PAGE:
The UDAY scheme was launched by the government in November 2015, and so far as met with a good response from the states (16 states representing more than 90% of DISCOM losses has joined) and from industry observers. These cover most of the large consumption states, but also most of the large RE rich states (see map). Notable exception from the RE rich category are Tamil Nadu and Karnataka. The problem that the UDAY scheme aims to solve is a huge one.
CLSA (an equity analysis firm), points out that the collective outstanding of DISCOMs to financial institutions is in excess of Rs 5.5 lakh crore. This equivalent to two-and-a-half times the defence budget; roughly six times the amount that will be spent this financial year on building roads; and enough to wipe out India’s fiscal deficit.
The UDAY scheme aims to revive DISCOMs by working on three pillars – achieve operational efficiency (this will primarily be achieved by reducing AT&C losses and smart metering), reducing the cost of power (by reducing the interest cost and coal costs) and financial discipline (tariff increases and constraints on banking). These approaches have several sub-steps like smart metering, billing efficiency, etc.
A major area of reform is financial. The scheme requires that 75% of the existing debt of the DISCOM be taken over by the state. States have some moratorium before the debt is included in their overall fiscal limits. However, this step has two major impacts:
- It transfers the problem of DISCOM finances into the hands of its creators – States (and their politicians) are largely responsible for the current situation. Political patronage has kept AT&C losses high due to un metered supply and theft, and tariff increases have lagged costs
- It ‘bails out’ the banks – in RBI’s own words – “…UDAY, will essentially be shifting the stress from financial institutions to the state governments, though the initiative would instil financial discipline at the sub-sovereign level, especially in ensuring recovery of user charges.”
Impact on RE Sector
We believe that over the longer term, improvement in DISCOM finances will have a significant positive impact on the RE sector. In many DISCOMs step-motherly treatment to RE continues due to its perception of being costly and infirm power. Easing financial situation will create more openness to RE power.
The immediate impacts are likely to be felt strongly also.
The first one is likely on the REC markets – the scheme document says – “DISCOMs opting for the scheme will comply with RPO outstanding since April 1, 2012 within a period to be decided in consultation with MoP”. The participating states have many large power consuming states, and many have large outstanding RPO obligations (eg. UP, MP). This condition is likely to push RECs trading significantly.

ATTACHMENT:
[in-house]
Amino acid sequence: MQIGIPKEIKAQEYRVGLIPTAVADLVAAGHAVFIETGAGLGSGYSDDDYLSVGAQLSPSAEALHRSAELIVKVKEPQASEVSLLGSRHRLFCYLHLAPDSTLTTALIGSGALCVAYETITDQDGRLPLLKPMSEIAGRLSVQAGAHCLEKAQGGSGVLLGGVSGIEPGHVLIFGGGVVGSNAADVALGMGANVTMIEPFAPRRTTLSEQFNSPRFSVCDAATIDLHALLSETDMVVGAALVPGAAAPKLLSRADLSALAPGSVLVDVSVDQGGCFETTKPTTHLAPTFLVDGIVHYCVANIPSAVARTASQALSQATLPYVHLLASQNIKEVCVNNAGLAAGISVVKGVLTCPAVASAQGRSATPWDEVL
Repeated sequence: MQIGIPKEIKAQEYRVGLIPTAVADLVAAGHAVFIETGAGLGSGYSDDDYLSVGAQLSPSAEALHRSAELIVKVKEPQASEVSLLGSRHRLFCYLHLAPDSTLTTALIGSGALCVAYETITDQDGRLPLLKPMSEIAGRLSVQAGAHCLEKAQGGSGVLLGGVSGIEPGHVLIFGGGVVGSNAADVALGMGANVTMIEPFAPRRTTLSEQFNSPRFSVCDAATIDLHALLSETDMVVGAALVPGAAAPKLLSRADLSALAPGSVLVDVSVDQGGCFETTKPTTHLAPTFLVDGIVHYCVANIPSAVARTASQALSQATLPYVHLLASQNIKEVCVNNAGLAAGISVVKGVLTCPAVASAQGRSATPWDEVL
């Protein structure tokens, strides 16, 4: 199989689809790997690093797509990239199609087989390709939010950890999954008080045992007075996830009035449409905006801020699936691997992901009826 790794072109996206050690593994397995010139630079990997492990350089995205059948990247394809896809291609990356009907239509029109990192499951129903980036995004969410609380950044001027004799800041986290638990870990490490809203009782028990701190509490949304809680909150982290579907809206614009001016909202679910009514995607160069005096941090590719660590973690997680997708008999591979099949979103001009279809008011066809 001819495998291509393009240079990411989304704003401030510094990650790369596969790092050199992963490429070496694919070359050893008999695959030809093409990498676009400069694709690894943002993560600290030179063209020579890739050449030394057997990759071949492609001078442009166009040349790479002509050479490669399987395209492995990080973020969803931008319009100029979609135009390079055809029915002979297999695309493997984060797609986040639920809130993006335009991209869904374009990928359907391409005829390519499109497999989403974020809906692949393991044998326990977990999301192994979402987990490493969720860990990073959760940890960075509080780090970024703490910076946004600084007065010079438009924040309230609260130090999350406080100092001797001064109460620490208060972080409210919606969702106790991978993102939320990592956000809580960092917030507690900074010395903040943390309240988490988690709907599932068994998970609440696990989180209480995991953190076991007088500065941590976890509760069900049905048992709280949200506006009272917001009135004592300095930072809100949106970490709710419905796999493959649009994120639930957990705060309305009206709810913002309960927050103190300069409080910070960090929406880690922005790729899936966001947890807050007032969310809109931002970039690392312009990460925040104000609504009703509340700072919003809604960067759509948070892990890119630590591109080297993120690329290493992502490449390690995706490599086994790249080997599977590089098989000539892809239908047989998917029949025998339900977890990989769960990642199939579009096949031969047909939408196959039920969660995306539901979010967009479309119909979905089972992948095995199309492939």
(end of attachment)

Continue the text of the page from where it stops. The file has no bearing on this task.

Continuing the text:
The second impact is likely to be on the mode of power procurement in the near future. Increasingly, fixed preferential tariffs for RE look out of place. The scheme document says – “To reduce power costs, States shall take steps for: prospective power purchase through transparent competitive bidding by DISCOMs.”
The third impact is likely to be the worsening of the payment cycle to RE generators in the immediate term. This is because bank funding will dry up immediately and be severely constrained for working capital requirements. The document says – “Henceforth, Banks/ FIs shall not advance short term debt to DISCOMs for financing losses” and “for working capital, Banks/FIs shall lend to DISCOMs only up to 25% of previous year’s annual revenue, or as per prudential norms”
Improved financial situation of the DISCOMs will help in the long run, but in immediate term, payment cycles to RE producers are likely to get worse.
The fourth impact is likely to be on the off take side. With potential for faster and steeper tariff rise, RE projects are likely to get competitive in more states. It would have been helpful if the scheme document had also required mandatory open access in participating states.
Like any previous DISCOM package, the key risk of failure is political. In the past, while DISCOMs have enjoyed the funding that such packages bring, state politicians have not allowed for tariff increases or long-term changes.
Even the current scheme has political overtones – a look at the map above suggests that mostly BJP ruled states have signed up. RBI has also recognized this, stating the issue is now in the hands of the “sub-sovereign level”.
However, compared to DISCOM packages of the past, this one appears to have more checks and balances through the state being the bond-issuer.
With DISCOMs being shut out of bank financing, the key question is – if they don’t sign up, what alternative do states have? No option sounds less bitter than the UDAY pill.
Therefore, overall, there is ample reason to hope the scheme will bring genuine and lasting changes at DISCOM level. This will be great news for the RE sector.
The Hindu article can be accessed here.
The RBI report can be accessed here.